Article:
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The Federal Reserve’s October 2010 Senior Loan Officer Opinion Survey on Bank Lending Practices reports continued tight lending conditions by banks to businesses and households. The survey is based on responses from 57 domestic banks and 22 U.S. branches of foreign banks.
Despite reporting that some large banks have eased lending terms over the past three months, a special question in the October survey found that lending conditions would remain tight for the foreseeable future. In particular, the majority of respondents involved with residential and commercial real estate lending indicated they would not return to long-term norms of lending practices until after 2012.
On the other hand, 40% of respondents indicated that lending for mortgages and credit cards would return to long-term norms by the end of 2012.
With respect to residential real estate lending, the Fed reported that small fractions of banks reported tightened standards on prime and nontraditional mortgage loans.
Interestingly, the tightening was mostly reported by smaller banks, with larger banks leaving standards about unchanged. However, both small and large banks reported tightening standards for non-traditional mortgage loans. All banks reported small declines in demand for loans, likely related to the end of the home buyer tax credit.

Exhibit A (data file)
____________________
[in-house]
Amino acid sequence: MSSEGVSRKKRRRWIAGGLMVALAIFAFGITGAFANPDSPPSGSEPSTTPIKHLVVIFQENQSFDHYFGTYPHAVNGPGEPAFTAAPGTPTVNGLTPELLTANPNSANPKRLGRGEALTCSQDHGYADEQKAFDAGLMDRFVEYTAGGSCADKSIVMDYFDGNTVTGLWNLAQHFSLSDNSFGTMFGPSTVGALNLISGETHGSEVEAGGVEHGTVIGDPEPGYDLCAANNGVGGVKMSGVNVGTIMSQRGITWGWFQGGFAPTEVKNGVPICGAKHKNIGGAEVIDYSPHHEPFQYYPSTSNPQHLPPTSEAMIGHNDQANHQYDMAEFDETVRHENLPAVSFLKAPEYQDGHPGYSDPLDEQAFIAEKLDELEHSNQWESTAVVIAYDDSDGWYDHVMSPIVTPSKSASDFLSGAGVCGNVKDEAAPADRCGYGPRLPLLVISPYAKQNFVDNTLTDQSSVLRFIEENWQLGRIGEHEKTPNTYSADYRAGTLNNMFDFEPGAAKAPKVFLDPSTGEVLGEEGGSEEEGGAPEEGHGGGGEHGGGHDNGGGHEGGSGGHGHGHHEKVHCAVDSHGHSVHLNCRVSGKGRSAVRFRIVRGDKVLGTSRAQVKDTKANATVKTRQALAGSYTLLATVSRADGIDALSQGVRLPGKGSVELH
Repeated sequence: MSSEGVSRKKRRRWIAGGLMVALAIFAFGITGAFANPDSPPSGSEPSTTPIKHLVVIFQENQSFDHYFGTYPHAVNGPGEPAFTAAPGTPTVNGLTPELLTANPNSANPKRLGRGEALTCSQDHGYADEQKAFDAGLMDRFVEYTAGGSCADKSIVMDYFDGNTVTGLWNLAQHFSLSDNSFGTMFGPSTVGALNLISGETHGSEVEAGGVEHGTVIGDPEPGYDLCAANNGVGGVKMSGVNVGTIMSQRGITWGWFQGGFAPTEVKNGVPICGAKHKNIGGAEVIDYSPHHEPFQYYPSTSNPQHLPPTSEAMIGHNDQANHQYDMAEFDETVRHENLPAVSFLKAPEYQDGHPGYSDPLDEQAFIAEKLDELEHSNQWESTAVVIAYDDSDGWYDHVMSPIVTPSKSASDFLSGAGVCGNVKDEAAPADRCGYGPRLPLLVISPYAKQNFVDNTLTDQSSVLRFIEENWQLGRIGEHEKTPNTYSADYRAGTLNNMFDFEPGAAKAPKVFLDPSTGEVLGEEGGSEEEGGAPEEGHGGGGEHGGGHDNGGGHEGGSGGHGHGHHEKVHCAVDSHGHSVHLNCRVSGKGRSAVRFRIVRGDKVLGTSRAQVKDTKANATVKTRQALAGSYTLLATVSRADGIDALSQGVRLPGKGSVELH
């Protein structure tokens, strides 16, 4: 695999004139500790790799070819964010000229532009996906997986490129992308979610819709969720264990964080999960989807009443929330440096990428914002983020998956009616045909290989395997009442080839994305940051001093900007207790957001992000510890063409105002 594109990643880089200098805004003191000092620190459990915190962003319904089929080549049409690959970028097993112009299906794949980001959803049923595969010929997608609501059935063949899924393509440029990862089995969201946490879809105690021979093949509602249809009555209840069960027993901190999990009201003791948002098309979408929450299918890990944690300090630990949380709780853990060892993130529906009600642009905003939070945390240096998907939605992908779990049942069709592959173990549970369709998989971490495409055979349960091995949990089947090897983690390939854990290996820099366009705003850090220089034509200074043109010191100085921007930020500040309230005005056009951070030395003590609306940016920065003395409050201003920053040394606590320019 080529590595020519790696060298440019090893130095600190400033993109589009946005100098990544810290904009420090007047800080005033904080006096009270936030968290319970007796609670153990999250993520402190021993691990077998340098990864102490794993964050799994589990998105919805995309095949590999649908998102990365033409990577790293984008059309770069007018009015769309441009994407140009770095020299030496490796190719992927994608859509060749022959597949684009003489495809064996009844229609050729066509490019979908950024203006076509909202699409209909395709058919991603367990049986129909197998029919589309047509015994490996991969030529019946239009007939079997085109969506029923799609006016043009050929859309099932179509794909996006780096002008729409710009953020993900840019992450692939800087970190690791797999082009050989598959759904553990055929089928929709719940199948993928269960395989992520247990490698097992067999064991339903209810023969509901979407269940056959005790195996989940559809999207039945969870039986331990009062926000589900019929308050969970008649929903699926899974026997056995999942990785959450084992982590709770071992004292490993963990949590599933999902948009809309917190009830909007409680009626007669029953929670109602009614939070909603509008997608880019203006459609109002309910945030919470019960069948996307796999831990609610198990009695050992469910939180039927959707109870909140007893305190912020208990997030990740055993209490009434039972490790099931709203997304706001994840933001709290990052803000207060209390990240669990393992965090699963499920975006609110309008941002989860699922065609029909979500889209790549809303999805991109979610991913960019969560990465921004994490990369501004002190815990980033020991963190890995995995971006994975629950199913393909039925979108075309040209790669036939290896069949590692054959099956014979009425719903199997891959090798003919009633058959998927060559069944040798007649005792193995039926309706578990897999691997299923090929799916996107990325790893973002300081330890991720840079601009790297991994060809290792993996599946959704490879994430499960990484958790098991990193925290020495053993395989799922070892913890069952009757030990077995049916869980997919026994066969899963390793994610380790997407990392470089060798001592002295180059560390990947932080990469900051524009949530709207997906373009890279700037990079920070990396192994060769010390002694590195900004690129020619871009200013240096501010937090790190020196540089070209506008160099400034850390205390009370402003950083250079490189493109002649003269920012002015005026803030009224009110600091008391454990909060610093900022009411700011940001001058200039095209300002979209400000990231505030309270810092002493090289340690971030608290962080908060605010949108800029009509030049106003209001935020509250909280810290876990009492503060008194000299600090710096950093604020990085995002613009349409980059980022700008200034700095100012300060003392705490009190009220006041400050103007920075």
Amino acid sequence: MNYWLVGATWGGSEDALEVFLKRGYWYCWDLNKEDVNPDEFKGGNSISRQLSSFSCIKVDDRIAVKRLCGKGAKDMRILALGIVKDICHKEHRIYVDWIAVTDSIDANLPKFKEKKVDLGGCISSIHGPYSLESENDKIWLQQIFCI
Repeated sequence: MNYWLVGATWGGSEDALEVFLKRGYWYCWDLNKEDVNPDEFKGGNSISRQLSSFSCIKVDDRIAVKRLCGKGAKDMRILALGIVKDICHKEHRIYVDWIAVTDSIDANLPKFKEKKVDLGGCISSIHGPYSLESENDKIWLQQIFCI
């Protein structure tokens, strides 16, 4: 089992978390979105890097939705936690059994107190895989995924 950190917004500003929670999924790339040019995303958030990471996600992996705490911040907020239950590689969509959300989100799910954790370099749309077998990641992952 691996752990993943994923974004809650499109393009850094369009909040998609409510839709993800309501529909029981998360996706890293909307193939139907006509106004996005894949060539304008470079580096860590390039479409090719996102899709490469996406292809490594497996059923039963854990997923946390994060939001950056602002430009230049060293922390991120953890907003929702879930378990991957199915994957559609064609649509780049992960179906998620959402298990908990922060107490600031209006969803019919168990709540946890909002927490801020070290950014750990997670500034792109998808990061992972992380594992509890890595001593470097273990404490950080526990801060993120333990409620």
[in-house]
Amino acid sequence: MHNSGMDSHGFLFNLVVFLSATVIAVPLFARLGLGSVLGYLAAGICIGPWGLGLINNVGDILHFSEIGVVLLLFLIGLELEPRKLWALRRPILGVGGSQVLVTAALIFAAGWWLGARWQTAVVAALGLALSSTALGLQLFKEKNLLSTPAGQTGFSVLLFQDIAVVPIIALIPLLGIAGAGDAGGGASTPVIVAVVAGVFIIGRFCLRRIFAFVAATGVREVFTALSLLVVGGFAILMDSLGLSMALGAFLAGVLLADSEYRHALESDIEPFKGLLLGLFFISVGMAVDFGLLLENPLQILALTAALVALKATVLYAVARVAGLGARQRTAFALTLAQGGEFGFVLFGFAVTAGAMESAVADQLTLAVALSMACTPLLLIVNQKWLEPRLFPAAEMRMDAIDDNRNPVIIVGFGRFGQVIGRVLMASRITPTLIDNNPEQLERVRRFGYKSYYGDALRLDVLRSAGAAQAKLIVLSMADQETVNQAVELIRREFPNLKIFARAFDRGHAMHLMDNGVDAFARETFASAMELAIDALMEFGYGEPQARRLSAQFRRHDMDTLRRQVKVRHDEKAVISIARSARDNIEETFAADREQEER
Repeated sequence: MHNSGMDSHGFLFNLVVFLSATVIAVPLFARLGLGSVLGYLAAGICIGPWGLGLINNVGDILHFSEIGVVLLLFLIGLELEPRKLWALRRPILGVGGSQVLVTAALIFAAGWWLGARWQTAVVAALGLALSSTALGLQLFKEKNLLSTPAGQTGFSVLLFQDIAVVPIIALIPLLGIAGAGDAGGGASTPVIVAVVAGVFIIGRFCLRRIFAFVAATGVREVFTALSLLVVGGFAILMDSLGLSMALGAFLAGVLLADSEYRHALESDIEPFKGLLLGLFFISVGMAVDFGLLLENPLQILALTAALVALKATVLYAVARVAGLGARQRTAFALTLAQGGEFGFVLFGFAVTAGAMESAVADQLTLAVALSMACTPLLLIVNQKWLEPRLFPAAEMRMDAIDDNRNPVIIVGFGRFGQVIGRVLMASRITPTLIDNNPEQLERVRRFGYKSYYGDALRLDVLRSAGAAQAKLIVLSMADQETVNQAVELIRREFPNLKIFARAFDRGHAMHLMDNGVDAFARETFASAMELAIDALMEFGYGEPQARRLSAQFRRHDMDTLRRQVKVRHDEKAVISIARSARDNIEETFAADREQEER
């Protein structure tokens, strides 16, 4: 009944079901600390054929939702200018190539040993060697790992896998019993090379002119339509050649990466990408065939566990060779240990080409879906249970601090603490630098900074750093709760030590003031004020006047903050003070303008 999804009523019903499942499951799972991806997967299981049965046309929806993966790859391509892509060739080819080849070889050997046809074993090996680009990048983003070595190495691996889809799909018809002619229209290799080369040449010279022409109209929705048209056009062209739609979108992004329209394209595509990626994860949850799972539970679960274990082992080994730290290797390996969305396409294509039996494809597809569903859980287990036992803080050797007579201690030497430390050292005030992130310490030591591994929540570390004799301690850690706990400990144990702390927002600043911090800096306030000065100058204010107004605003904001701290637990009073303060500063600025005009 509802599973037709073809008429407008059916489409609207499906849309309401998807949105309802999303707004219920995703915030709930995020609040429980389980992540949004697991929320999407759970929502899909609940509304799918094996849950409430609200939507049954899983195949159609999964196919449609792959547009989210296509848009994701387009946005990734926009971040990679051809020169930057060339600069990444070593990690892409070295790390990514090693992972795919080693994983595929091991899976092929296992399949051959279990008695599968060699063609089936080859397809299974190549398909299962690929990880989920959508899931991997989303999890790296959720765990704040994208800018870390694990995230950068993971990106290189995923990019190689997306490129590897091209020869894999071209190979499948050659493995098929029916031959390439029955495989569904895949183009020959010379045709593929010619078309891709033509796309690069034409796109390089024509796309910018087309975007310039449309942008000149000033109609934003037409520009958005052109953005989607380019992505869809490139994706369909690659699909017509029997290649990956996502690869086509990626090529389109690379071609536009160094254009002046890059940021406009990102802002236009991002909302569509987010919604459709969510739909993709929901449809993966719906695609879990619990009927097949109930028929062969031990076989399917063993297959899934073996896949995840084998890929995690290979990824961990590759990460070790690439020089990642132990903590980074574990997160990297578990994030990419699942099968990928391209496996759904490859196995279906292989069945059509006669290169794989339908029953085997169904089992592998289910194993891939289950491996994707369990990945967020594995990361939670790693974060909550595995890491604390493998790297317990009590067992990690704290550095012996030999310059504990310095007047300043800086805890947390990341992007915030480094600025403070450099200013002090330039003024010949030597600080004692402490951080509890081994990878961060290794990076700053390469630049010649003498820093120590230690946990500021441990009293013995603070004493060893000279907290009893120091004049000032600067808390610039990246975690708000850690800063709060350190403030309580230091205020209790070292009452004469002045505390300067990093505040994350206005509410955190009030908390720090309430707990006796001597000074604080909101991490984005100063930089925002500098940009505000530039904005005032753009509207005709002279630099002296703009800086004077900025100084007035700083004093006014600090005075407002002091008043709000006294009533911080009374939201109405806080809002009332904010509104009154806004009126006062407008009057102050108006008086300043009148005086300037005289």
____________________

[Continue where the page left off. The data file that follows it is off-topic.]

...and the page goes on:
The headline result of some easing of lending standards by big banks stands in contrast to recent NAHB survey data, which indicates continued tightening of lending to home builders.
Housing and economics followers can get the latest economics and housing policy news, analysis, studies, charts and graphs from NAHB’s free new blog, “Eye on Housing,” at http://eyeonhousing.wordpress.com.
Featuring NAHB Chief Economist David Crowe, as well as observations and comments from NAHB economists Bernie Markstein, Paul Emrath, Robert Dietz, Peter Grist and Robert Denk, the blog also includes links to relevant housing stories and information from other news sources.
Blog entries will be updated on a regular basis as the news related to housing occurs. The blog also will replace the content in NAHB’s Eye on the Economy. While subscribers will still receive their regular issues of Eye on the Economy, the e-newsletter will serve primarily as a digest of the content featured on the "Eye on Housing" blog.
Readers can either visit the free blog directly at http://eyeonhousing.wordpress.com, or subscribe to the RSS feed on the blog to have the latest entries sent to them as they are posted.
Find out in HousingEconomic.com’s State Starts Forecast (sample).
The forecasts include downloadable Excel tables of total, single-family and multifamily starts by region and state.
To learn more, visit www.housingeconomics.com.